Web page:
RURAL ROUTES/Margot Ford McMillen

Don't Buy from Big Boxes

It's utterly impossible to figure how even one voter supports this administration. Human service programs like Social Security, Medicaid, USDA school lunches and even schools themselves are threatened and forgotten as Iraq looks more and more like Vietnam. We cannot look at the losses in life and tax dollars without wondering if investment in diplomacy, the Peace Corps, education, our own disarmament, would not have garnered better results.

Our nation is becoming a place where the military and those who outfit them are the only growth industries. We have deluded ourselves into thinking that military solutions that result in the creation and enforcement of borders between political entities, work.

They don't. Think about the division of Korea, or the creation of Israel.

False political borders don't take into consideration the dynamics of people and what people need.

In the US, raising the minimum wage, which should be a federal priority, has been turned into a state or local issue as citizens petition to get it on the ballot in their jurisdictions. And, again, it's utterly impossible to figure how even one voter chooses to vote against raising the minimum wage from the federally mandated $5.15 per hour.

The major winners in the 2006 elections have been the corporate media. Candidates have spent money on TV, newspapers, mailers and automated phone calls. After the political rumpus that keeps corporate media in business, what will the ad sellers do with all that time?

Answer: We'll have the annual brouhaha from sellers trying to convince us that the best remedy for winter days is in the well-lit malls. Yes, Virginia, there is a Santa Claus and he's named ____________ (fill in your name here).

In the next six weeks, somebody will try to convince you to buy something you don't want and don't think anyone else should want. And, if you turn off one medium, you'll get the "buy-this" message from somewhere else. It's the ultimate test for the local-is-best booster.

Maybe you've been diligent about finding things at art fairs and farmers' markets, and you have the things you want to give your beloveds: An interesting clay pot for Nanny, a handmade felted-wool cap for Drew, a selection of jellies for Miss Laura who always helps when you need it. Within a mile of your house there is an entrepreneur trying to launch a new business -- and you can help.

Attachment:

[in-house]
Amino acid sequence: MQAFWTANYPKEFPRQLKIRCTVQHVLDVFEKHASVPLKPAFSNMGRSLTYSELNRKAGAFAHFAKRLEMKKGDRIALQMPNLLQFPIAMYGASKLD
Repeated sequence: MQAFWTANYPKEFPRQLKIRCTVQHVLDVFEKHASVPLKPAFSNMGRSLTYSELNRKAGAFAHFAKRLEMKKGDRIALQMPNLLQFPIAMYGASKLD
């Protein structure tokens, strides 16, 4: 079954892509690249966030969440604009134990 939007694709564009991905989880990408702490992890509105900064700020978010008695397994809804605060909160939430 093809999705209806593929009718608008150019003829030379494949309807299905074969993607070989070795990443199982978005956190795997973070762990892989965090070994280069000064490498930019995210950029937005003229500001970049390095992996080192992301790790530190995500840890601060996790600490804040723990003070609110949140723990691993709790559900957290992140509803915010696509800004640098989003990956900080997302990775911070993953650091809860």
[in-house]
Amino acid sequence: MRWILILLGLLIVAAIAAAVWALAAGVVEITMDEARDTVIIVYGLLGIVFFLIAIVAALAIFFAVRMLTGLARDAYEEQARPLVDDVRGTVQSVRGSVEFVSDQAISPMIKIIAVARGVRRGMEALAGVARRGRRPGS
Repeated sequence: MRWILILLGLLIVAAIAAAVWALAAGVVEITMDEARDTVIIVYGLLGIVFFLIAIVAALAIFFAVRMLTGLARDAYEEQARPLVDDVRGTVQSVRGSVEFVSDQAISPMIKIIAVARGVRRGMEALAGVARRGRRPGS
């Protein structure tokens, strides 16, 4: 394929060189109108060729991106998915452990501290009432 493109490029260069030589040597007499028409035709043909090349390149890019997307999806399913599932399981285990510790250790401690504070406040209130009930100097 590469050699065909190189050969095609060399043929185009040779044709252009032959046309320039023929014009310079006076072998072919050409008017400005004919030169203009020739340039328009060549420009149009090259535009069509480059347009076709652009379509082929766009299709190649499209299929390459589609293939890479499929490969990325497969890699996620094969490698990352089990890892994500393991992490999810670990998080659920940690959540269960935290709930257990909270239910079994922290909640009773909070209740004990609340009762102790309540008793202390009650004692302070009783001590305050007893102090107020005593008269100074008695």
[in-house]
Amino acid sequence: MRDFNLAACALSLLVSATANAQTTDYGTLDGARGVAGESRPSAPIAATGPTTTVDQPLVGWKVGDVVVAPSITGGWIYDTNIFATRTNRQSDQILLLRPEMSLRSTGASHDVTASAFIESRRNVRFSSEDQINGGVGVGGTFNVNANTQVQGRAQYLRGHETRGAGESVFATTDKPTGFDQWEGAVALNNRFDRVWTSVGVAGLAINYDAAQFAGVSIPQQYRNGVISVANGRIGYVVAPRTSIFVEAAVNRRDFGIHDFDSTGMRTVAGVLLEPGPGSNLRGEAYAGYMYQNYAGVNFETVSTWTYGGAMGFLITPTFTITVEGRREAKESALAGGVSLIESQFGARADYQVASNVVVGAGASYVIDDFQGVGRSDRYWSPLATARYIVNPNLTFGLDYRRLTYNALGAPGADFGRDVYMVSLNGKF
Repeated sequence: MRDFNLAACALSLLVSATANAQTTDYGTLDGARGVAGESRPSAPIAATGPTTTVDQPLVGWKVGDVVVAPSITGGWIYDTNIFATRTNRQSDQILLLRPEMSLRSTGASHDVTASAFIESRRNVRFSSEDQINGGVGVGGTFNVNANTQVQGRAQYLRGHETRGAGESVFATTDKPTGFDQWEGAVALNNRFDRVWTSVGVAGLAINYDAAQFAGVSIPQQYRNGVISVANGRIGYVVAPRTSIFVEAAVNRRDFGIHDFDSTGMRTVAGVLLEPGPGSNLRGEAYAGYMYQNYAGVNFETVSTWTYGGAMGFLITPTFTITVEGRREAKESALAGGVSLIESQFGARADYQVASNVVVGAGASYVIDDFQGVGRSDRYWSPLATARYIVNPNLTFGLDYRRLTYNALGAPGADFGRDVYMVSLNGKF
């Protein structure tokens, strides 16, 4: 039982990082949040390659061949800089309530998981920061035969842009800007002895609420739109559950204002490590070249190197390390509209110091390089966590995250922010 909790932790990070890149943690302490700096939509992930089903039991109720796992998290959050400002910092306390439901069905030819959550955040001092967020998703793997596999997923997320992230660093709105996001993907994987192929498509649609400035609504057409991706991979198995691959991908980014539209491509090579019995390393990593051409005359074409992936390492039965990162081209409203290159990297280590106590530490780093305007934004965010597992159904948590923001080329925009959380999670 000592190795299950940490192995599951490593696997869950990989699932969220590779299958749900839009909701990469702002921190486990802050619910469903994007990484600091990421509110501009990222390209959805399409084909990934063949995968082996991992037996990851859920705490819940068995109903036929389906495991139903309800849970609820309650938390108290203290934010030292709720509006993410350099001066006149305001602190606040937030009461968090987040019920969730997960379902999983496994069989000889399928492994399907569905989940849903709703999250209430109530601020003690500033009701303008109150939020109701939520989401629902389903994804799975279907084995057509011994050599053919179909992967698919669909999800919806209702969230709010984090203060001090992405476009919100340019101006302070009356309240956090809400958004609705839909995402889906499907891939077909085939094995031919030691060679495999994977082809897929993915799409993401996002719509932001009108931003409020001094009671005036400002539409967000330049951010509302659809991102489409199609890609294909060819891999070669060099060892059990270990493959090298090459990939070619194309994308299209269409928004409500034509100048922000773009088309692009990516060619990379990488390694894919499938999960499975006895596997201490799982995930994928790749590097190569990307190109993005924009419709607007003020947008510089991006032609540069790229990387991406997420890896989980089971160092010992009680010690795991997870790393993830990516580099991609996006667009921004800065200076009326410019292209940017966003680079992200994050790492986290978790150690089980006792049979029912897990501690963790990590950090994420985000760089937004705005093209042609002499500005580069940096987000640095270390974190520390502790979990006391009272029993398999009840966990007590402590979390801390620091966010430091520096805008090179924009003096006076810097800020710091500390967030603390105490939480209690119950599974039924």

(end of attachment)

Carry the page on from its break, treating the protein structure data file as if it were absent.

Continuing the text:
There's no reason to go to the big-box store, especially in these gloomy times. The bare-bones warehouses, all gray concrete and chill, are making somebody else rich while impoverishing our own community. You can't get away from the idea that we're mailing our money away instead of keeping it at home where it can build community.

On the day after Thanksgiving, the bonus day reserved for shopping, you can spend time with your family and friends rather than going to the mall. If the peeps won't hang out with you, just spend time with a good book or plan a community service project.

The day after Thanksgiving is "Buy-Nothing Day" for increasing numbers of folks. At our house, we have a big music party. This year, for the first time, we've invited a group of save-the-earth types to come early and plant trees along the edges of the pastures. We hope this will become an annual part of our Buy-Nothing celebration, which we've celebrated since its founding.

So, stay out of the mall. And, for heaven's sake, don't turn on the TV set. A casual click around the channels turns up relentless numbers of terrified actors running from disaster. We clicked into Lost one evening and learned that the world may or may not end if a secret computer in a locked-down bunker deep underground, run by a mysterious power source on an inexplicable island, crashes. Who would sponsor such a program? And who would buy from somebody that thinks this is a good story line?

The enemies on these programs are often unseen, which is politically correct, but just as often they're people from other places. Others. And, unless you've been lost on that island you know there's a big fuss going on in Congress about how to get rid of people from foreign places.

You may believe that we don't need any new occupants. That's a popular misconception, but, without them, our population is aging. Visit a pal in a nursing home or hospital and check out how many staff are from far away. Ask a hotel owner who cleans the rooms or a farmer who picks the apples.

It is possible that Americans would fill those jobs if pay was decent, but Congress isn't interested in raising wages. Instead, they propose militaristic "border security" measures. The Senate suggests 370 miles of new "triple-layer" fencing and 500 miles of vehicle barriers between the US and Mexico. They also want to double the number of Border Patrol agents. The House asks for 700 miles of "double-layer" fencing.

All these suggestions may be good for the fence-builders and the military, but they cost lives and tax dollars, and they don't work. It's time for plans that work on a human level.

Margot Ford McMillen farms and teaches English at a college in Fulton, Mo. Email

From The Progressive Populist, November 15, 2006

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